When I was involved in investigating the remote viewing experiments by the CIA, I had a similar discussion with Jessica Utts and Ed May, who wanted to know what it would take to convince me. I told them a story about a guy in St. Louis who said he could do remote viewing, but when we set up the experimental protocol he demanded that if the test came out positive I would say “I now believe.” I explained to him that “belief” is subjective, and I talked about how at magic conferences I have fooled even the best magicians in the world, and they have fooled me, so someday a psychic is going to come along and do something that I cannot explain, but this does not mean there is a real psychic effect here. It may just mean that I’ve been fooled. When I investigated the Ganzfeld experiments, for example, it took me three years to figure out what was going on.
Skeptic: Are there some things you can partially explain but in which there is still an element of mystery?
Hyman: Oh sure. In the CIA remote viewing experiments, for example, I can find some flaws, but their statistics look fine. This is not enough, however, to say that there is a real effect here. We have to wait and see if these experiments can be replicated. Dean Radin, in his book The Conscious Universe, took me to task for saying that I would never believe. Well, I didn’t say that. I just explained that these very rare cases where there is some statistical anomaly do not prove a real psi effect.
In Ed May’s remote viewing experiments, for example, he discovered that when he was the judge he got much better results than his other judges did because, he said, he knows the peculiarities of the answers of the remote viewers whose answers were never very specific. So he could interpret them one way or the other.
Skeptic: Did you make a conscious choice to become an academic scientist mainly interested in testing claims, rather than an activist out there debunking claims?
Hyman: I discovered early on that by playing the scientific game I lost the PR game. As a scientist I have to qualify my answers, and this does not make for good PR or good sound bites. For example, when the CIA remote viewing experiments story broke and Nightline had a show on it, I was supposed to be on. When Ed May objected to my participation they got the head of the CIA instead. But he didn’t really know the statistics or the research protocol. And even when I did do some shows on it, like Larry King Live, they mostly wanted to talk about the waste of taxpayer’s money. They definitely did not want to talk about the data, the research methods, or the statistics.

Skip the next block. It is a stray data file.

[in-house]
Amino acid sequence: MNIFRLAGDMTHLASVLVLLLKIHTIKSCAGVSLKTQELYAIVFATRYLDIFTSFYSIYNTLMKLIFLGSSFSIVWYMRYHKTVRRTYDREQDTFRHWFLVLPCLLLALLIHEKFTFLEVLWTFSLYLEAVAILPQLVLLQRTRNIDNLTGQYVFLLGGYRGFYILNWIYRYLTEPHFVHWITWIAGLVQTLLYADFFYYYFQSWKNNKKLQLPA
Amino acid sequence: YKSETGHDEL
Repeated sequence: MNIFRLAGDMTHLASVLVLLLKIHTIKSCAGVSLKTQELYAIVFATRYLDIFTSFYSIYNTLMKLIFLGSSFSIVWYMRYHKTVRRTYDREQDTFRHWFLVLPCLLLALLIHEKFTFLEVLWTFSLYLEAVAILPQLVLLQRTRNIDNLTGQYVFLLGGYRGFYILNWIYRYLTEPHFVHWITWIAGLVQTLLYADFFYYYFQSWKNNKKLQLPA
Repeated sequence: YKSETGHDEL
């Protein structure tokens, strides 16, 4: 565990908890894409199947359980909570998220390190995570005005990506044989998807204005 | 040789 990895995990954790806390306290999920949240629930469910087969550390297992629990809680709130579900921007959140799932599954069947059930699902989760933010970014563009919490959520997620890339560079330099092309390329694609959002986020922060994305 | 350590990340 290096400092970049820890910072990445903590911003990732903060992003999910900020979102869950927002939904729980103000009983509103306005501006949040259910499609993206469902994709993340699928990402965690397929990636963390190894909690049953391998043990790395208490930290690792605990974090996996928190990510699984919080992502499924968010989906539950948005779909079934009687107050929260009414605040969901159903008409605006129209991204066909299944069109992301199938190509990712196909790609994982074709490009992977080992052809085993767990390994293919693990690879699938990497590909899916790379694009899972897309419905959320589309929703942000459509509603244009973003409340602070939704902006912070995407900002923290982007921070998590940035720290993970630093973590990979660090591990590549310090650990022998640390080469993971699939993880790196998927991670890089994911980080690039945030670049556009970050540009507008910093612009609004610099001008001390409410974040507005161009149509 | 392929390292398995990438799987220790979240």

Skeptic: What does the future hold for skepticism?
Hyman: Good scientific research is very costly and time consuming. Given limited resources, I think we get more bang for our buck if we focus on the media and education—the opinion makers— instead of serious research. I think we need to be a credible source of reliable information.
Frankly I think it is useless to offer cash prizes and debunk psychics on television. You can do that until doomsday. The public doesn’t gain anything from this. I think we need to educate the public on the reason why these things appear real, on why we believe, on how we are deceived. These are epistemological questions. Most of us most of the time make decisions not on the basis of logic or science or rationality, but on emotion. Debunking without lessons is a waste of time.
I like to tell the story of the 19th-century scientist Michael Faraday who took time out from his scientific research to investigate table turning and spiritualism. Members of Parliament were actually consulting these tables for advice, so Faraday proposed a test, not to debunk these spiritualists, who he believed to be sincere, but to see what was really going on. On a table he structured layers on layers on layers of table tops tied together with elastic bands, and down the side of them he put pencil marks. If they were pushing the table from the top, the pencil marks would leave broken hash marks down the side. He also put a reed on the side to see if it moved. When the spiritualists’ eyes were opened, the reed did not move. When their eyes were closed, the reed and table moved! Faraday was actually conducting the very first biofeedback experiment. He showed not that these spiritualists were fakes, but that they were unconsciously moving the table themselves. They were self-deceiving.
The purpose of this story is to show that, in my opinion, it is more interesting, and in the long run more important, to show unconscious bias than outright trickery. Obviously the latter is important in the short term—we need to do both— but in the long term I want to learn something about the psychology of belief.